Most uses of the term authority in the NT as already noted are translated from exousia, which bears the first meaning of power of choice. It is a very interesting exercise to read the places where this word is translated as authority and substitute the meanings of
- power of choice; leave or permission
- physical or mental power
- power of authority (influence)
- power of right (privilege)
- the power of the rule of government.
Where I had identified three areas of authority
Within a body, I believe we need to shift understanding elders from “those in charge over the flock” to “those who know the authority of the familial love of God and lead others by example.” When I think about ones of more mature love simply regarding all other believers as brothers to be served, questions I asked on the nature and execution of authority all find logical and reasonable answers.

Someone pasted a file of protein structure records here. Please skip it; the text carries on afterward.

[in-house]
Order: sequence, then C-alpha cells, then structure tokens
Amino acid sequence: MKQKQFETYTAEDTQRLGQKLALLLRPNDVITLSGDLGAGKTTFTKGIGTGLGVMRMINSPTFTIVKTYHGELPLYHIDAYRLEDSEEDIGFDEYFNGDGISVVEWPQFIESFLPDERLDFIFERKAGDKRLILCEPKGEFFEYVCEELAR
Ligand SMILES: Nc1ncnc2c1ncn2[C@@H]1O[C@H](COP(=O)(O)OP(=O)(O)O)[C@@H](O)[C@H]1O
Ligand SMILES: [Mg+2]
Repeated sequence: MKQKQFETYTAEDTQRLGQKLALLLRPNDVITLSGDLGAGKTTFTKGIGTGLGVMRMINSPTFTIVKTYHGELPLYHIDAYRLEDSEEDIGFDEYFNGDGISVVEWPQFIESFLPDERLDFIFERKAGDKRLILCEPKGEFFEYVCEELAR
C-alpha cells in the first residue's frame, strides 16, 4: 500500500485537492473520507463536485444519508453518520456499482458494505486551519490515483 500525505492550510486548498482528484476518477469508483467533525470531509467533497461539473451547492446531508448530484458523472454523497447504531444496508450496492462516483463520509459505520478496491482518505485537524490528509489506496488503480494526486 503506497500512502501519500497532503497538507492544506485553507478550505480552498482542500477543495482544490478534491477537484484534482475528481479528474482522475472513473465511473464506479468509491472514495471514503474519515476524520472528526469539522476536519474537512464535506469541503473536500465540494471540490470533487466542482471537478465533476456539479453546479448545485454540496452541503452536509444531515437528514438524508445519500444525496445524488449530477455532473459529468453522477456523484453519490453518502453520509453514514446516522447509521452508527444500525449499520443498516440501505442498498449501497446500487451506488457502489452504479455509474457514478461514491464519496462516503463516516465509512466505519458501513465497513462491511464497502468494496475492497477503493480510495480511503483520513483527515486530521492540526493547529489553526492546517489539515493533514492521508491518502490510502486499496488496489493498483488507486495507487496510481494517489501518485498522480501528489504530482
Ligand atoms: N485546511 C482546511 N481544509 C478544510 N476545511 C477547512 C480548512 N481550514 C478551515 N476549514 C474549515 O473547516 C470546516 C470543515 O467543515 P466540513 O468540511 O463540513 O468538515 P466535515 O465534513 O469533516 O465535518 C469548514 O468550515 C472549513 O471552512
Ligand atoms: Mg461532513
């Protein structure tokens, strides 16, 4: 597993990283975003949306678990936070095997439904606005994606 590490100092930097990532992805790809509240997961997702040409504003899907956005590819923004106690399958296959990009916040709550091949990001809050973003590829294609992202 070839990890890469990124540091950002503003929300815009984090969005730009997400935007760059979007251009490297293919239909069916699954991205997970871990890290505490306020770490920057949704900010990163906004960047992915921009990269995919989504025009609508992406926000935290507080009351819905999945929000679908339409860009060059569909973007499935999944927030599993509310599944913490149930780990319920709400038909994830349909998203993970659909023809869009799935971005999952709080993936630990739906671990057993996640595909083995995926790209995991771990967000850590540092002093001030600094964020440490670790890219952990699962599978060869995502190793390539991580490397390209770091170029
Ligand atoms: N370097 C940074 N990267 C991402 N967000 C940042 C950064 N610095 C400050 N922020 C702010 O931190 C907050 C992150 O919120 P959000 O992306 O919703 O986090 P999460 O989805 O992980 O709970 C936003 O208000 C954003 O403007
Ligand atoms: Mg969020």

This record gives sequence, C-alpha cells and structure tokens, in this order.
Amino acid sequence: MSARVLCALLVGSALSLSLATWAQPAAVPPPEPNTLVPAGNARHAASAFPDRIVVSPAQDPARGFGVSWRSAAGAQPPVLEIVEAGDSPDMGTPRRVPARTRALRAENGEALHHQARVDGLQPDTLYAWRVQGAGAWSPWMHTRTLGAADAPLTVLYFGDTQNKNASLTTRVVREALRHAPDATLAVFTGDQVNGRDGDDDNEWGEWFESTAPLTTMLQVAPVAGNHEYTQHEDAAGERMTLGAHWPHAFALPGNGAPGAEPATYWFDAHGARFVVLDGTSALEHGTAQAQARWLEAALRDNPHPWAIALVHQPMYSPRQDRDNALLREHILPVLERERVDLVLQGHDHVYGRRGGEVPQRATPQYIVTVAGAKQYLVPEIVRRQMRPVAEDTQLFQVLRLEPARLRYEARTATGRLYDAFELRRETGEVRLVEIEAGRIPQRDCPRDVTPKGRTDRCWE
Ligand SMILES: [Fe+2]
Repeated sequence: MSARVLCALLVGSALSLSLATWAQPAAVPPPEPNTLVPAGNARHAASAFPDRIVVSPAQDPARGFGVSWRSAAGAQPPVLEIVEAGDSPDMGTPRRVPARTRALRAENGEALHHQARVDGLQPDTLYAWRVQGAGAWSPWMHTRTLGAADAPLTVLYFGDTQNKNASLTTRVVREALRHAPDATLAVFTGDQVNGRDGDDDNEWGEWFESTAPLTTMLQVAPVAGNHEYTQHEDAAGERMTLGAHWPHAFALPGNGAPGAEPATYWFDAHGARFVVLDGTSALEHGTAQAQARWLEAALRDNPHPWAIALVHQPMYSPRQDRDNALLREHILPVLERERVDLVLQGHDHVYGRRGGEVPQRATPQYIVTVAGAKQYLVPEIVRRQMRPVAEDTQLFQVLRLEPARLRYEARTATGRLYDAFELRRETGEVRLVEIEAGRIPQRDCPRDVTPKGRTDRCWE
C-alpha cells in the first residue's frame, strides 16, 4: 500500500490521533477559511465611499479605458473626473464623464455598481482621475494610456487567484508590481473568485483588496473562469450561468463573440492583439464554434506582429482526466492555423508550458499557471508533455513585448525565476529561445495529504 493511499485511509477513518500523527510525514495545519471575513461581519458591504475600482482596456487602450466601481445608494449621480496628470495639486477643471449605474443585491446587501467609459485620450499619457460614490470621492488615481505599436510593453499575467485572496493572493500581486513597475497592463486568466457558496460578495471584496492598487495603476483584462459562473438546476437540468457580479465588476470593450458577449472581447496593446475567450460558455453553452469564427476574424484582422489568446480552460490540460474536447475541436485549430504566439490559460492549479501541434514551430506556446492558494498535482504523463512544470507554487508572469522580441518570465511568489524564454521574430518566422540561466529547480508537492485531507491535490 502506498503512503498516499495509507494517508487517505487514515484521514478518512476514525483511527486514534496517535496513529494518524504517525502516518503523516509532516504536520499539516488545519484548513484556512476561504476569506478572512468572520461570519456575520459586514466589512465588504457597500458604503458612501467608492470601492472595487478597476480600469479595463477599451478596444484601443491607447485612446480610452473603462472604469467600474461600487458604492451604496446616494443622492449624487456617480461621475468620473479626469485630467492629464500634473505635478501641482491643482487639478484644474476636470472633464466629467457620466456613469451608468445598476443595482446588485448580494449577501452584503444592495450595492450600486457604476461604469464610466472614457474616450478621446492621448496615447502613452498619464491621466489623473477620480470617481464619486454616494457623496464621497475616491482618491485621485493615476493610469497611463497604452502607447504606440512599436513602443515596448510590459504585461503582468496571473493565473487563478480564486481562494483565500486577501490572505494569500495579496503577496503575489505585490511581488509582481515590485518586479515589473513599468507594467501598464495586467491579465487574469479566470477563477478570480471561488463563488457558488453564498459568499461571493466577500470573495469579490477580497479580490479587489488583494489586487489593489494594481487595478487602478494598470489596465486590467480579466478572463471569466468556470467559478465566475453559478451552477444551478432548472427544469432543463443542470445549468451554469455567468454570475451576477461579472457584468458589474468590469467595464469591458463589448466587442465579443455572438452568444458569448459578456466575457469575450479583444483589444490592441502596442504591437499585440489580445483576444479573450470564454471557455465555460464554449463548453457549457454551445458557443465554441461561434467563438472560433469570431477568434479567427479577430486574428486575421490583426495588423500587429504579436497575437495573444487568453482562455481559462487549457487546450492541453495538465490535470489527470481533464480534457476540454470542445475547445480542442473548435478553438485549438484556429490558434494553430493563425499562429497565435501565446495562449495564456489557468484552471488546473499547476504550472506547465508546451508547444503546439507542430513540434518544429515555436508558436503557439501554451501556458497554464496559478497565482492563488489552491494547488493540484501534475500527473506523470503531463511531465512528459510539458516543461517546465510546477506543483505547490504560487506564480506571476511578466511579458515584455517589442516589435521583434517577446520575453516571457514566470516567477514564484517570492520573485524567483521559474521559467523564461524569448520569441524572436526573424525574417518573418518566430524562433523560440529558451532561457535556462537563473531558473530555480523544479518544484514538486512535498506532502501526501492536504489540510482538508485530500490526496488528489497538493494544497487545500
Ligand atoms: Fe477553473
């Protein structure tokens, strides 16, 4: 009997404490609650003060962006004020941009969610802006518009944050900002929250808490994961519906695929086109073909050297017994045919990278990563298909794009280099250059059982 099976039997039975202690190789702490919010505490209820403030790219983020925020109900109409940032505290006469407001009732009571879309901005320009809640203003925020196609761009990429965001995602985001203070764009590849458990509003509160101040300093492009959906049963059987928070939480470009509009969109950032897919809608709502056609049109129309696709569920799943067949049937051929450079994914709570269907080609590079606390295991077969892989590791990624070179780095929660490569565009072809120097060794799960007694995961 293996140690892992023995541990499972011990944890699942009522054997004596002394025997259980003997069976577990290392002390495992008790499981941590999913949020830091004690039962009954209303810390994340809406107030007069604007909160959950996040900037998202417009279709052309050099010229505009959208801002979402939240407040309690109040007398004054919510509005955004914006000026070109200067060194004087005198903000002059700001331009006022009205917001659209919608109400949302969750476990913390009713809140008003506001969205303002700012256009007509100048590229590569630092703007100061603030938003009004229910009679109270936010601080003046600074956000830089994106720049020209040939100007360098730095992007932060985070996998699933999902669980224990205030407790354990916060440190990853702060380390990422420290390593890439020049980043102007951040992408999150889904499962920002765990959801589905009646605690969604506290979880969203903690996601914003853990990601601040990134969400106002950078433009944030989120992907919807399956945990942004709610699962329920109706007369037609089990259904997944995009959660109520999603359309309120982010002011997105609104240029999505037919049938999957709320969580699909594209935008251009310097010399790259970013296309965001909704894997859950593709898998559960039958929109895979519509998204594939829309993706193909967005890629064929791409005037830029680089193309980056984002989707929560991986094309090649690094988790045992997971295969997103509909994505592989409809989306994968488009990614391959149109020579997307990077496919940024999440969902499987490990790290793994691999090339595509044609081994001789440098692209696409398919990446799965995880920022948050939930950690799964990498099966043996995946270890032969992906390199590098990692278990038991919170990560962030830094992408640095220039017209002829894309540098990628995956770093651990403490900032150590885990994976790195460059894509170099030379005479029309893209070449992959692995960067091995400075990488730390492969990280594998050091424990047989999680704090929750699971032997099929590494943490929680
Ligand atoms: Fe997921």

How the suggested model might function is the stuff of more posts. This lengthy one is ended.